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GAS 76establishes the hierarchy of generally accepted accounting principles (GAAP) for state and local governmental entities as follows:
Authoritative GAAP. In descending order of authority, the sources of authoritative GAAP are:
- Category A -- GASB Standards and Interpretations.
- Category B -- GASB Technical Bulletins, GASB's authoritative Implementation Guides (2015 and later – see ARM 9812.133), and AICPA literature that has been cleared by the GASB. Such literature includes selected AICPA Audit and Accounting Guides including State and Local Governments (AAG-SLV), chapter 15 of Health Care Entities, chapter 12 of Gaming, and certain guidance in Property and Liability Insurance Entities. AICPA literature that has been cleared by the GASB contains a statement to that effect.
If the accounting treatment for a transaction or other event is not specified in Category A or Category B GAAP, a governmental entity should consider applying authoritative GAAP for similar transactions or events by analogy before considering nonauthoritative literature. In doing so, the transactions or events should be sufficiently similar to those covered by the authoritative guidance.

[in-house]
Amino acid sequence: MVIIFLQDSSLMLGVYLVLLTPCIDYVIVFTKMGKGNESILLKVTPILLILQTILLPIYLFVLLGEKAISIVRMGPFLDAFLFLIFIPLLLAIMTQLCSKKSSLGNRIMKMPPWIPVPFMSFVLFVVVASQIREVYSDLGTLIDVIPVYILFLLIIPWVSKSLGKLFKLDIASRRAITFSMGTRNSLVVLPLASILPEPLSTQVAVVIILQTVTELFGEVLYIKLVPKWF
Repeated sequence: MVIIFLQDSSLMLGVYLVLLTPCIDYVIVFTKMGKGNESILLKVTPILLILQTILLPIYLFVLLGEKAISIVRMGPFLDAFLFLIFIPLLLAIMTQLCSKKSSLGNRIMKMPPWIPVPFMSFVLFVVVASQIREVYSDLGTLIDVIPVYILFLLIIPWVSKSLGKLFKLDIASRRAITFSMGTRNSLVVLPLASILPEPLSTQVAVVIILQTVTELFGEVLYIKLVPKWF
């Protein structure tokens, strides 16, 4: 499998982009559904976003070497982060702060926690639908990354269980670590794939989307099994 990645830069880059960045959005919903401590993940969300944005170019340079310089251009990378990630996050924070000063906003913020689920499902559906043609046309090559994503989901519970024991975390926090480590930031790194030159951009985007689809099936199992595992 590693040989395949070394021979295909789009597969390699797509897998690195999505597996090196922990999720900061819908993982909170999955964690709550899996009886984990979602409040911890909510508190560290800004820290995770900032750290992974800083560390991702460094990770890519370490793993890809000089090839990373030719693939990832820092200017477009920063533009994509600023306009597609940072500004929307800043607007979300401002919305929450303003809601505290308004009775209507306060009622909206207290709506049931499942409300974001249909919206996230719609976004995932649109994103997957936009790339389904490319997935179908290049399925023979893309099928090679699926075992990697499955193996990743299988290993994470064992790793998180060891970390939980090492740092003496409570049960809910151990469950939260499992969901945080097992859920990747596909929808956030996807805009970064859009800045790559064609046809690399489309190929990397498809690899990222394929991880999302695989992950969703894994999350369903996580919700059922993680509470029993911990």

Nonauthoritative accounting literature. If the accounting treatment for a transaction or other event is not specified by authoritative GAAP, a governmental entity may consider nonauthoritative accounting literature from other sources that does not conflict with or contradict authoritative GAAP. Sources of nonauthoritative accounting literature include (but are not limited to) GASB Concepts Statements; pronouncements and other literature of the FASB, IASB, IPSASB, and FASAB; AICPA literature not cleared by the GASB; widely recognized and prevalent practices in state and local government; literature of professional associations or regulatory agencies; and accounting textbooks, handbooks, and articles. In evaluating the appropriateness of nonauthoritative literature, an entity should consider the consistency of the literature with the GASB CON, its specificity, its relevance to particular circumstances, and the general recognition of the issuer or author as an authority.

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